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Bush's Use of Four-Letter Word Confuses Arab Media - ASHARQ AL-AWSAT English Archive 2005 -2017
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London, Asharq Al-Awsat- It seems that neither the American president’s luck nor his choices of words are working in his favor. This was evident once more at the recent Bush-Blair conversation during last week’s G-8 meeting in St Petersburg.

It was also evident, that the media was ready to pounce, as always … Mr. Bush’s words were instant headlines.

The US President was involved in a “private side conversation” with British Prime Minister Tony Blair, when he happened to say ” thing is what they need to do is get Syria, to get Hezbollah to stop doing this sh*t and it’s over “.

However, confusion set in once the Arab media’s ears caught the term used by the American president to describe Hezbollah’s actions.

This resulted in numerous interpretations of President Bush’ colorful language, with many Arab media outlets decide on the word “Qazara” or “Qazoorat” (rubbish) others choose the word “Hoora’a” (non-sense), while others translated it as “Qaraf” (disgust).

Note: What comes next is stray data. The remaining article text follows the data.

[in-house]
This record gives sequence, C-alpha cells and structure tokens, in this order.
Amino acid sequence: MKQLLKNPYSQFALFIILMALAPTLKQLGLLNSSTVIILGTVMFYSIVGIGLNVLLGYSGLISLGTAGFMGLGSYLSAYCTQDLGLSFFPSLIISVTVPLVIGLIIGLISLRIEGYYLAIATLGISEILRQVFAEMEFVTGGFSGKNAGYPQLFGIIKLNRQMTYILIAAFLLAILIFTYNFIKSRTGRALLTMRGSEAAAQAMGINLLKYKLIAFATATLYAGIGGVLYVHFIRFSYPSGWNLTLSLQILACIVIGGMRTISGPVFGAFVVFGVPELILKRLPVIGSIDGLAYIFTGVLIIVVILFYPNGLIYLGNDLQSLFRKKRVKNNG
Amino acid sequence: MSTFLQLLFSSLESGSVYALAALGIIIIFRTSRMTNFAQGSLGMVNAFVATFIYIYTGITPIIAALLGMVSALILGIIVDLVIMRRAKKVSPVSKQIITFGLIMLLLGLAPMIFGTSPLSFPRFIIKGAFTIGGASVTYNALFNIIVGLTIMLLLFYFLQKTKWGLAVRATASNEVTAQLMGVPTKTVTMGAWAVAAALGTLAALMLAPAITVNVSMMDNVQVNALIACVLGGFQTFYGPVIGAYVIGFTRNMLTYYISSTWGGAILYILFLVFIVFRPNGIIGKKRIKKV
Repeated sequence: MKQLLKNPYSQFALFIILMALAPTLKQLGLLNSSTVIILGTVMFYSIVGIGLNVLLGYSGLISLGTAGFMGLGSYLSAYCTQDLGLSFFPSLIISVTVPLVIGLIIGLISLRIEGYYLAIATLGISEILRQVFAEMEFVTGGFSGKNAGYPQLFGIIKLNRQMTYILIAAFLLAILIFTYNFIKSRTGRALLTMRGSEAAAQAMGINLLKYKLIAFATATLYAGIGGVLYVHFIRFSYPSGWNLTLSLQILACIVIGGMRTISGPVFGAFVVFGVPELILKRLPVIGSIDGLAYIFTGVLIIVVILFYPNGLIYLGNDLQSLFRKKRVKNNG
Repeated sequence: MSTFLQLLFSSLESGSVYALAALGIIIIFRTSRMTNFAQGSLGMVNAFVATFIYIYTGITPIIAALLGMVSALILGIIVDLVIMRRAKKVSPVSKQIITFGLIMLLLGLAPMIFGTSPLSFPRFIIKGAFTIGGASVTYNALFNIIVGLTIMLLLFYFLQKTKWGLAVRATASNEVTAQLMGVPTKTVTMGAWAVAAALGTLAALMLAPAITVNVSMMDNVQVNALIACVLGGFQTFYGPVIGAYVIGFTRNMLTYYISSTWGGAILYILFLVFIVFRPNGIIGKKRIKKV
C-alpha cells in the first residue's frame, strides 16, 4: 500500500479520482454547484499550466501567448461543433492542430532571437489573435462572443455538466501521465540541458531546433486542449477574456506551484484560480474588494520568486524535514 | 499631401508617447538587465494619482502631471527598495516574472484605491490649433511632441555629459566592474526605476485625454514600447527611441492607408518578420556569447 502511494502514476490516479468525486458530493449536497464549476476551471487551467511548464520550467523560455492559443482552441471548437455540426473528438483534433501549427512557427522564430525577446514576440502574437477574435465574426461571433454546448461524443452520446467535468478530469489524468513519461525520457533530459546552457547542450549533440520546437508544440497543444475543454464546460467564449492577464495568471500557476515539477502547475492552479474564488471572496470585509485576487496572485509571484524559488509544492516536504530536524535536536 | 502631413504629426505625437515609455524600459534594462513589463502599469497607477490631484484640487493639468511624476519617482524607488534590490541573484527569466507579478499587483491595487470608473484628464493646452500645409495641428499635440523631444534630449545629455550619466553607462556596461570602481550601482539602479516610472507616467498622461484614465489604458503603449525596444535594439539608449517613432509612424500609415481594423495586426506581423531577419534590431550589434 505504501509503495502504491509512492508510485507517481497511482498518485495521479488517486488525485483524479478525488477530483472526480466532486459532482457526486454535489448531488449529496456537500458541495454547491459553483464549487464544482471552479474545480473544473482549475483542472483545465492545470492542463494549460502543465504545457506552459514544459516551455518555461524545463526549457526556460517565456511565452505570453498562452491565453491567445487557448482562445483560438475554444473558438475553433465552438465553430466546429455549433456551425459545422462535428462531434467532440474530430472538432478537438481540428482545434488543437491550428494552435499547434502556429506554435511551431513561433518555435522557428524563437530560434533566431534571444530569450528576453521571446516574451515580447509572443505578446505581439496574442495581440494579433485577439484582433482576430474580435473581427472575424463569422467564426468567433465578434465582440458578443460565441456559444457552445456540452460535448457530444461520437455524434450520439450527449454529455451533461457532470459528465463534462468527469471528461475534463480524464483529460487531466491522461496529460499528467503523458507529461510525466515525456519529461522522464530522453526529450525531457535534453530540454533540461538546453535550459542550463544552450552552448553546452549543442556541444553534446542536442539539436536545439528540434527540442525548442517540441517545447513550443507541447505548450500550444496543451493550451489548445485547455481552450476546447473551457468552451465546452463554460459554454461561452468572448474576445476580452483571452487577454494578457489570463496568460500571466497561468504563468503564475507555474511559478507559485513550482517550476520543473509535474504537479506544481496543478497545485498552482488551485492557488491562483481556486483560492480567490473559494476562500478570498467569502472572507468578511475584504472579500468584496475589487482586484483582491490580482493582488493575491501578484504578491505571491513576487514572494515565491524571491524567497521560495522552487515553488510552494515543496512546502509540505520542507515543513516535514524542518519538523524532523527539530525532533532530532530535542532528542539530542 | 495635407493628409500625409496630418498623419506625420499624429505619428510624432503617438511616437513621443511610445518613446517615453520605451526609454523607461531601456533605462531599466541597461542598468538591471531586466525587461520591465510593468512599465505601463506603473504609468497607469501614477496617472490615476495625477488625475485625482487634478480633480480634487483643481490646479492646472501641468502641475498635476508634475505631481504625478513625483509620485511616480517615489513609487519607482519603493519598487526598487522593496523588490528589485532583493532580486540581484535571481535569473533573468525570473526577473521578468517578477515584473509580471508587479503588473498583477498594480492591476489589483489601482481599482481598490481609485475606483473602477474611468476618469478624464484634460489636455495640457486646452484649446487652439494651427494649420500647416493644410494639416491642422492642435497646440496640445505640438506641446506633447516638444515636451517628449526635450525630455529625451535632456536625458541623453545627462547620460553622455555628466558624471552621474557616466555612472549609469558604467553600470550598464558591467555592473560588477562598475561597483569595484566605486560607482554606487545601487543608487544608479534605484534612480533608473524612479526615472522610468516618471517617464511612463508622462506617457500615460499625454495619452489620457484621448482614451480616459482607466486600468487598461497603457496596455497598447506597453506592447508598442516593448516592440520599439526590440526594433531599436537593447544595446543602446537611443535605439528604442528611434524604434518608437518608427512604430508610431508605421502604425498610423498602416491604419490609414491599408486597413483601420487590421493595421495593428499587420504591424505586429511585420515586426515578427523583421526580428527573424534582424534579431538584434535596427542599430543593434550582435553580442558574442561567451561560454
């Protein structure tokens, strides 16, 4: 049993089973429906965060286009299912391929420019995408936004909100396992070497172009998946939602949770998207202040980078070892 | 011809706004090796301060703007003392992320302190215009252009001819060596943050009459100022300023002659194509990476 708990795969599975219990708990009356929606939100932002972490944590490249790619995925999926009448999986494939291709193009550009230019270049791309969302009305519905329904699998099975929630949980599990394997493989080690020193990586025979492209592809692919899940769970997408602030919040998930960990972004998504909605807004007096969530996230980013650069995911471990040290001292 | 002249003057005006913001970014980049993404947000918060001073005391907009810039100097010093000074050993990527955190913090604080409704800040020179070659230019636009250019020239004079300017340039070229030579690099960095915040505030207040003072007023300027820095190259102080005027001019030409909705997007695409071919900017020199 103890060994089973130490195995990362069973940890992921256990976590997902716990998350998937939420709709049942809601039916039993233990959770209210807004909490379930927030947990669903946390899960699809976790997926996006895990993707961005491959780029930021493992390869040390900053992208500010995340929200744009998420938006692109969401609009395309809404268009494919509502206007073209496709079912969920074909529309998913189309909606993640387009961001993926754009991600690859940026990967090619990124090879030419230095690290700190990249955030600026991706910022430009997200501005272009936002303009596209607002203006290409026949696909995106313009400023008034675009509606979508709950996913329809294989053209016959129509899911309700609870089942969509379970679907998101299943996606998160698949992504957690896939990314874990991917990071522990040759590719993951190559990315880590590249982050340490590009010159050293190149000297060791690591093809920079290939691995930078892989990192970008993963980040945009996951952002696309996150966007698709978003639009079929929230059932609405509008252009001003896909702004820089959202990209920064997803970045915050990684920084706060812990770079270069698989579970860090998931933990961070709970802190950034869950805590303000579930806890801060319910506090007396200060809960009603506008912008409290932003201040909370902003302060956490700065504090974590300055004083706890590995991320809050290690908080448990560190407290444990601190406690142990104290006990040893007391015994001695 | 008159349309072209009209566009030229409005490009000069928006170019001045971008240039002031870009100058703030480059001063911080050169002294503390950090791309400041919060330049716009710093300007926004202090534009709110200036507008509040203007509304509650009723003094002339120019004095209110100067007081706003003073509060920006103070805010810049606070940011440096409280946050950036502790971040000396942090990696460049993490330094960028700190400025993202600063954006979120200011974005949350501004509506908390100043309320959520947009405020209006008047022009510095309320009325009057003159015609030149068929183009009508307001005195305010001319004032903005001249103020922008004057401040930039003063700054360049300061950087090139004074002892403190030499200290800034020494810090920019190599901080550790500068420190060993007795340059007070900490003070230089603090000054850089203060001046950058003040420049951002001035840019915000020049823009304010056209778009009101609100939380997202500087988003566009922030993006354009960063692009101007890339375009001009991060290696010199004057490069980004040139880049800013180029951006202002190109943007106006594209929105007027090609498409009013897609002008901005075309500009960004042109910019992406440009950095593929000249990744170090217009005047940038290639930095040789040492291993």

However, Dr. Jamal Abdul-Nasser, a professor of English Literature at Cairo University, argues that while the actual translation would be “Bouraz” (feces)… the best way of translating this term, in this particular situation, would have been “Aa’mal Qazerah” (dirty acts) .

He also stresses that it is “extremely important for the media to consider the actual context a statement is made in as well as taking into consideration cultural backgrounds “.

Nevertheless, American media analyst Edward Egwan sees nothing wrong with reporting what was said. “Despite the microphone being turned on, which is a technical mistake, the journalists were in the hall and it was not a closed session, they have the right to report whatever they hear without fear of legal trouble”, he explains.

George Bush had a similar incident during the 2000 election campaign. Just before a speech in Illinois, Mr. Bush said to his Vice Presidential nominee Dick Cheney: “There’s Adam Clymer, major league a#!hole from the New York Times.” Mr. Bush later said he did not realize that live microphones were going to pick up his remark, but he fell short of an actual apology. Clymer later criticized the” (then) governor’s language.”

President Bush is certainly not the first world leader or public figure to caught saying inappropriate comments by a “Live Mic”

Prince Charles’s description of BBC reporter Nicholas Witchell as an “awful” man was overheard during a 2005 Swiss skiing holiday. But perhaps the most legendary incident of this kind took place just prior to the late US president Ronald Reagan’s weekly radio address in August1984. Reagan thinking the microphone was off announced “My fellow Americans, I’m pleased to tell you today that I’ve signed legislation that will outlaw Russia forever. We begin bombing in five minutes.”

* Additional reporting by Hind Ibrahim in Washington